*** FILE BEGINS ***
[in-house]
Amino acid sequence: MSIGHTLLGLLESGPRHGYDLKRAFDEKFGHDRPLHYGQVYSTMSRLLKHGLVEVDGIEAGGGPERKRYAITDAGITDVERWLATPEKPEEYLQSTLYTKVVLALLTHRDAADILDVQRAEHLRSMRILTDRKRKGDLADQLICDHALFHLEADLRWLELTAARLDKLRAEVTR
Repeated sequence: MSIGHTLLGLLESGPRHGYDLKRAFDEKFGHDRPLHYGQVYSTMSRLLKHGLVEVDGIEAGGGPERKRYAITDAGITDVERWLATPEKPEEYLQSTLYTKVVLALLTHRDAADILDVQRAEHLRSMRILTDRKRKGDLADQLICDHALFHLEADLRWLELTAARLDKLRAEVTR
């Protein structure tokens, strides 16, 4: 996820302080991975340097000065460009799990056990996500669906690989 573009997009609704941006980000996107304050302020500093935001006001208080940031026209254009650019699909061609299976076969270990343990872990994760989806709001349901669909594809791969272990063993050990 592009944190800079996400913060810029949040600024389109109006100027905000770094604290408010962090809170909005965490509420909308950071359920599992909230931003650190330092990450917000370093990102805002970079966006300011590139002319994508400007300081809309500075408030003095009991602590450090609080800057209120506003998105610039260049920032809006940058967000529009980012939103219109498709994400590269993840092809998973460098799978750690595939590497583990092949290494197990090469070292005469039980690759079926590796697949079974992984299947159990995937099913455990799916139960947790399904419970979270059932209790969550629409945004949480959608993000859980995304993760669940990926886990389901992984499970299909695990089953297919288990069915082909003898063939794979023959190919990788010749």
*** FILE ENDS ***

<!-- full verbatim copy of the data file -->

[in-house]
Amino acid sequence: MSIGHTLLGLLESGPRHGYDLKRAFDEKFGHDRPLHYGQVYSTMSRLLKHGLVEVDGIEAGGGPERKRYAITDAGITDVERWLATPEKPEEYLQSTLYTKVVLALLTHRDAADILDVQRAEHLRSMRILTDRKRKGDLADQLICDHALFHLEADLRWLELTAARLDKLRAEVTR
Repeated sequence: MSIGHTLLGLLESGPRHGYDLKRAFDEKFGHDRPLHYGQVYSTMSRLLKHGLVEVDGIEAGGGPERKRYAITDAGITDVERWLATPEKPEEYLQSTLYTKVVLALLTHRDAADILDVQRAEHLRSMRILTDRKRKGDLADQLICDHALFHLEADLRWLELTAARLDKLRAEVTR
């Protein structure tokens, strides 16, 4: 996820302080991975340097000065460009799990056990996500669906690989 573009997009609704941006980000996107304050302020500093935001006001208080940031026209254009650019699909061609299976076969270990343990872990994760989806709001349901669909594809791969272990063993050990 592009944190800079996400913060810029949040600024389109109006100027905000770094604290408010962090809170909005965490509420909308950071359920599992909230931003650190330092990450917000370093990102805002970079966006300011590139002319994508400007300081809309500075408030003095009991602590450090609080800057209120506003998105610039260049920032809006940058967000529009980012939103219109498709994400590269993840092809998973460098799978750690595939590497583990092949290494197990090469070292005469039980690759079926590796697949079974992984299947159990995937099913455990799916139960947790399904419970979270059932209790969550629409945004949480959608993000859980995304993760669940990926886990389901992984499970299909695990089953297919288990069915082909003898063939794979023959190919990788010749």